Morin Jacob

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Morin Jacob counsels and represents our clients on all labor and employment matters.

She has handled all facets of defense-side state and federal court employment litigation, from pre-litigation through trial and appeal. She has also represented clients in a variety of administrative proceedings, including before the DFEH, EEOC, and EDD. In 2010, Morin first-chaired a five week jury trial for the County of Stanislaus and secured a complete defense verdict on all causes of action.

Morin also has experience in labor negotiations in the public sector. She has represented local agencies in labor negotiations with employee unions.

Latest Articles

On November 13, 2014, the Third Appellate District in Earl v. State Personnel Board held that the notice of intended discipline required to be given to a public safety officer under Government Code Section 3304(d) must actually be provided to the officer within the one-year statute of limitations. Subject to certain exceptions, Government Code Section 3304(d) states that no punitive action or denial of promotion against a peace officer may be taken if the investigation…
On August 11, 2014, the Court of Appeal in People v. Superior Court (Johnson) considered the interplay between the United States Supreme Court’s 1963 decision in Brady v. Maryland, which requires the prosecution’s disclosure of evidence that is favorable and material to the defense (including evidence of dishonesty, bias or moral turpitude on the part of a peace officer) and the statutory discovery procedures articulated by the California Supreme Court in Pitchess v. Superior Court,…
This summer I had the opportunity to attend Harvard Kennedy School of Government’s Senior Executives in State and Local Government course.  It is a 3-week class designed to help state and local government officials, and those of us who serve them, effectively manage operations and employees; and to hone skills to exercise leadership in an environment where agencies face greater scrutiny from a skeptical public, and where the need for services continues to grow despite…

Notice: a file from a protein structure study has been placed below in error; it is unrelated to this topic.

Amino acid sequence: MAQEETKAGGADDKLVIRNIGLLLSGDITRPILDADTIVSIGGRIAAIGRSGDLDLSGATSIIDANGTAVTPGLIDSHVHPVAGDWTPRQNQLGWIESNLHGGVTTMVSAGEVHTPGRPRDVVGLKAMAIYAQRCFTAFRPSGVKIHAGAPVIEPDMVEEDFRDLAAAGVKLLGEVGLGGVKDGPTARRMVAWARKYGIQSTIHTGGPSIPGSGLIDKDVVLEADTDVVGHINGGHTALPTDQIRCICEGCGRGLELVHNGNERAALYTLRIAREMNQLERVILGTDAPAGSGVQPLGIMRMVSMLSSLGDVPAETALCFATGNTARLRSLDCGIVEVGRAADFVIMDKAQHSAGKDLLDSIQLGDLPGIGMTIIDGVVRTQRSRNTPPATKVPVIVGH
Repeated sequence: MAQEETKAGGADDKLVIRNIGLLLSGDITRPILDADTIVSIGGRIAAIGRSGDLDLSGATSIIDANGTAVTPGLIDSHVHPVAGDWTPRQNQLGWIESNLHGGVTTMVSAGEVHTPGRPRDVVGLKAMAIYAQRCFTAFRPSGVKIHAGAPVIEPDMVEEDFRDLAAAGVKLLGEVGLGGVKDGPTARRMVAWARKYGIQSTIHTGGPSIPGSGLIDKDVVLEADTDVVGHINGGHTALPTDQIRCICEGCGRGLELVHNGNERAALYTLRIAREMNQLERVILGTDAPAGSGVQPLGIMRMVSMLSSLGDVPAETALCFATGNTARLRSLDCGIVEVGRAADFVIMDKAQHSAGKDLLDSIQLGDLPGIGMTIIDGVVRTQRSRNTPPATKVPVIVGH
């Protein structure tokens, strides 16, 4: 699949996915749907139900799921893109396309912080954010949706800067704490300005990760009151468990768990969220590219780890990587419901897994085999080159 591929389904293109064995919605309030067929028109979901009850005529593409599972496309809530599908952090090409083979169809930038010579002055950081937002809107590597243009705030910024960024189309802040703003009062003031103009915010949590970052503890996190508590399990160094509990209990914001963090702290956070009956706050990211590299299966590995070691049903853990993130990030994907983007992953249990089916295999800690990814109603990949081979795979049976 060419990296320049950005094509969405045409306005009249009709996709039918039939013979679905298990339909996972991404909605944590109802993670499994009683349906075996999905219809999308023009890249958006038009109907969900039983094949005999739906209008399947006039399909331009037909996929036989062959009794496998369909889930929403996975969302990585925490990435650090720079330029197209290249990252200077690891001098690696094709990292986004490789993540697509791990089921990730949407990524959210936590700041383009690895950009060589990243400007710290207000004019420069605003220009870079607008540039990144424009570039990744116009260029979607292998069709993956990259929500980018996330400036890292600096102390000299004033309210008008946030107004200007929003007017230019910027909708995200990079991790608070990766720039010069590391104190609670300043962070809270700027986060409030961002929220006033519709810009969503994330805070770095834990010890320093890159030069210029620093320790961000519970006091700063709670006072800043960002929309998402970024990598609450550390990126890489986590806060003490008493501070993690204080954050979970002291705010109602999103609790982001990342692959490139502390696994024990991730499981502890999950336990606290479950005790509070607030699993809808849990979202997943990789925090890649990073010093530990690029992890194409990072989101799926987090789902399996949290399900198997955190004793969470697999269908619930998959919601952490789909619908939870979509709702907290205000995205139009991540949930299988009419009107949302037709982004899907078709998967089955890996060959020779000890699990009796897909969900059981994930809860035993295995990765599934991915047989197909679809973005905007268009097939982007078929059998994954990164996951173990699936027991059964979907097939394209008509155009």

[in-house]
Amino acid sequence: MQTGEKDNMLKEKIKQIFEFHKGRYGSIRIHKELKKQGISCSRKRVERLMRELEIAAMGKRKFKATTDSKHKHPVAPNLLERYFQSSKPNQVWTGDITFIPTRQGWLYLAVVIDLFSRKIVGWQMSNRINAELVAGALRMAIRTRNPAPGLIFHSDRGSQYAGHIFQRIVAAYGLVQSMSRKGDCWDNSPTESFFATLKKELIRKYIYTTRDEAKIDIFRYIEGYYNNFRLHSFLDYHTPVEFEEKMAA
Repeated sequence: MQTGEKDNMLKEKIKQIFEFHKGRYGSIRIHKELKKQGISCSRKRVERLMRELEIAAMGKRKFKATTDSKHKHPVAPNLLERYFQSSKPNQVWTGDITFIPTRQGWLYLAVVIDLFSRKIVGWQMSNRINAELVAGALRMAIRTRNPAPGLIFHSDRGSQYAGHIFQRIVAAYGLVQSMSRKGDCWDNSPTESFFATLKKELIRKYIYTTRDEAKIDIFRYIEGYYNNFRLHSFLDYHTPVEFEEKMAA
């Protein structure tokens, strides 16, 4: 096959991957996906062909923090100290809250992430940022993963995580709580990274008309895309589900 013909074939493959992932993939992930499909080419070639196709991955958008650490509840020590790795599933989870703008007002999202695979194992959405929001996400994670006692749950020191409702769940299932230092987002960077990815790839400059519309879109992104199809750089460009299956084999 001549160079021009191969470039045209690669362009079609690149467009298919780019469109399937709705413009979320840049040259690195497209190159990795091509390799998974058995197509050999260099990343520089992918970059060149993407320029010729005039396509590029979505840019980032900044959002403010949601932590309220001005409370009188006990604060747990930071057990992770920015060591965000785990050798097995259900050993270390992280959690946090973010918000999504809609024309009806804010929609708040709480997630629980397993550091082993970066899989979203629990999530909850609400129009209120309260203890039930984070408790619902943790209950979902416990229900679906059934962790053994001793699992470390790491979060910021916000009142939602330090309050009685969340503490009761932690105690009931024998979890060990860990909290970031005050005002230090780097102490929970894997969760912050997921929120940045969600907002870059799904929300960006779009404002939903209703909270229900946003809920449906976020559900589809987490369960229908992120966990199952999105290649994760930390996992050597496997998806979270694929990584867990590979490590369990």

On June 25, 2014, the U.S. Supreme Court ruled unanimously in the case of Riley v. California, that police may not generally search the cell phones of people they arrest without first getting search warrants. Should the police confront an authentic “now or never” situation, Chief Justice Roberts wrote, they may be entitled to search the cell phone if “exigent circumstances” exist. However, “[t]he fact that technology now allows an individual to carry such…
In 2012, Governor Brown signed Senate Bill 1339 into law which authorized the implementation of a pilot program in the San Francisco Bay Area on commuter benefits.  Senate Bill 1339 authorizes the Bay Area Air Quality Management District (“Air District”) and the Metropolitan Transportation Commission (“MTC”) to adopt a joint “commuter benefit ordinance” that requires certain employers operating within their jurisdictions to offer employee commuter benefits. The Air District and MTC have now solicited feedback…
On February 26, 2014, the California Supreme Court agreed to review the Court of Appeal decision in Poole v. Orange County Fire Authority. Given the nearly identical language in the Public Safety Officers Bill of Rights Act (“POBR”) as in the Firefighters’ Procedural Bill of Rights Act (“FBOR”), this case will affect law enforcement agencies as well as fire protection agencies. The FBOR, enacted in 2007, was intended to provide firefighters the same rights…
The following questions, which implicate the Public Records Act, are frequently asked:  how long does an agency need to retain and maintain public records? How long does an agency need to retain the recordings of public meetings? The purpose of the Public Records Act (PRA) is to give the public access documents and other stored information in the possession of public agencies. Any citizen may request access to public records.  A public record is “any…
“Liking” something on Facebook is a form of speech protected by the First Amendment, the U.S. Court of Appeals ruled in Bland et al. v. Roberts, Appeal Number 12-1671, on September 18, 2013.  In doing so, the Court sided with three of six former deputy sheriffs in Virginia who sued for free speech violations, among other claims, after being terminated in violation of the First Amendment for “liking” the Facebook page of the incumbent Sheriff’s…
Many agencies have had the experience of being served with a complaint of harassment, discrimination and/or retaliation filed by an employee with the California Department of Fair Employment & Housing (“DFEH”). Filing such an administrative complaint is a prerequisite to suing in court for damages. There are deadlines associated with an employee’s ability to bring administrative and court complaints. An untimely complaint can save an agency from liability – perhaps even where liability may otherwise…
A case pending in San Diego Superior Court questions the constitutionality of an Ashtanga yoga program provided to students at the Encinitas Union School District. In Sedlock et al v. Baird et al, parents Stephen and Jennifer Sedlock allege that the Ashtanga yoga program is inherently and pervasively religious, having roots in western metaphysical, Hindu, Buddhist, and Taoist religious beliefs and practices.  The Sedlocks seek an order from the Court to stop the teaching of…